MOFET ITEC - Measuring Teacher Educators’ Researcherly Disposition: Item Development and Scale Construction

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Section: Professional Development
Measuring Teacher Educators’ Researcherly Disposition: Item Development and Scale Construction
Country or Region: Belgium
April 2016   |   Type: Summary
Source: Vocations and Learning, Volume 9, Issue 1, pp 43–62, April 2016. 
(Reviewed by the Portal Team)

This article presents a measurement instrument (TERDS) to measure teacher educators’ self-reported researcherly disposition throughout their working lives. This concept, defined as teacher educators’ habit of mind to engage with research as both consumers and producers to improve their own practice and contribute to shared knowledge, offers a promising approach to the professional development of teacher educators (Tack and Vanderlinde 2014).

This study has two phases:
The first phase of the study involved the development of a self-reported measurement instrument for evaluating teacher educators’ researcherly disposition based on a large scale survey study with 944 Flemish teacher educators.
In the second phase of the study, teacher educators’ researcherly disposition was explored using the developed instrument to test hypothesized differences across subgroups with different background experiences (teaching experience in compulsory education, research experience, length of service as a teacher educator) and professional work contexts (type of teacher education institution).
Questionnaire data were collected from a sample of 944 institution-based teacher educators.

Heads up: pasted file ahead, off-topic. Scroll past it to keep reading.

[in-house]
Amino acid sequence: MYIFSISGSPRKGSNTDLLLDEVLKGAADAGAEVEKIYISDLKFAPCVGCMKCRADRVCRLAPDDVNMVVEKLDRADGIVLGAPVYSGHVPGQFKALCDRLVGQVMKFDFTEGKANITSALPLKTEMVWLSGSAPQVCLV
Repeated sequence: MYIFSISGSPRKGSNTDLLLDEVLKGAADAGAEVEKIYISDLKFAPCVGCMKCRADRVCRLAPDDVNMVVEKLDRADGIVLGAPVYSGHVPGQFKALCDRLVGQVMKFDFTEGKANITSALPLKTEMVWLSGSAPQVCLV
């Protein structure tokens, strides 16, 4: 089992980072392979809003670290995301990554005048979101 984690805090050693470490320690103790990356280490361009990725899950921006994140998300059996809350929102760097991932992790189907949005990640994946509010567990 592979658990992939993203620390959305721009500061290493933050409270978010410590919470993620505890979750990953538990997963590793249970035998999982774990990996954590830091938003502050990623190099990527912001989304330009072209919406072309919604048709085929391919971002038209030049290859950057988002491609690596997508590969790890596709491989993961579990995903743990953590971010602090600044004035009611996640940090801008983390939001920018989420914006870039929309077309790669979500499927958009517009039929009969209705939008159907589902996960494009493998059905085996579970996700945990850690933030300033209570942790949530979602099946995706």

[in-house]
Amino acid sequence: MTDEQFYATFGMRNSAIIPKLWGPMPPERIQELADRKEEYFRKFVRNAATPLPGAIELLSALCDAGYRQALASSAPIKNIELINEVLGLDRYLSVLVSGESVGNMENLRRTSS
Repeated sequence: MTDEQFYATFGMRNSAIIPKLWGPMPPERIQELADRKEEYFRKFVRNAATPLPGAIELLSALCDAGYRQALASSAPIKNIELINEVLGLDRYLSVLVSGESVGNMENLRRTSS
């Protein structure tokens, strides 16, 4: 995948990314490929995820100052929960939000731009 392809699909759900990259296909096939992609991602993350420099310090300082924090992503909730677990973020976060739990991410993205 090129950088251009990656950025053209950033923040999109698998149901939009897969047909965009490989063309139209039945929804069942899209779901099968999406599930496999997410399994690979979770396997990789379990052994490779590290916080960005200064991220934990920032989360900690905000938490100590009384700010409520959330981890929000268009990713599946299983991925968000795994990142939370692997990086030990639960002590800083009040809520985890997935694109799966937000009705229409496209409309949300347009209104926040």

Discussion and Conclusion
The first part of the article reports the results of factor analysis (EFA and CFA), which suggest a four-factor structure of teacher educators’ researcherly disposition: (1) ‘ valuing research’, (2) ‘being a smart consumer of research’, (3) ‘ being able to conduct research’, and (4) ‘conducting research’.
Goodness of fit estimates were calculated, indicating good fit.

The first of the factors above refers to the extent to which a teacher educator values his/her role as a teacher educator-researcher. The second reflects the degree to which a teacher educator is able to use existing research to inform his/her practice. The third scale pertains to the extent to which a teacher educator is capable of conducting research into teacher education. Finally, the fourth scale contains items concerning whether or not a teacher educator is actively conducting research into teacher education.
The second part of the article explores differences in teacher educators’ researcherly disposition across several subgroups of teacher educators using the developed instrument.
Teacher educators reported a generally low to neutral level of researcherly disposition on the TERDS instrument. As could be expected, teacher educators with research experience score significantly higher on each of the four subscales compared to their counterparts without research experience.

The authors conclude that by using the instrument to explore differences between several subgroups of teacher educators, this study enhances empirical understanding of a previously ‘undiscovered’ and ‘neglected’ professional group. Finally, given the general character and the overall reliability of the measurement instrument, the same scales could be translated and used to examine other vocational practices.

Tack, H., & Vanderlinde, R. (2014). Teacher educators’ professional development: towards a typology of teacher educators’ researcherly disposition. British Journal of Educational Studies, 62(3), 297–315.
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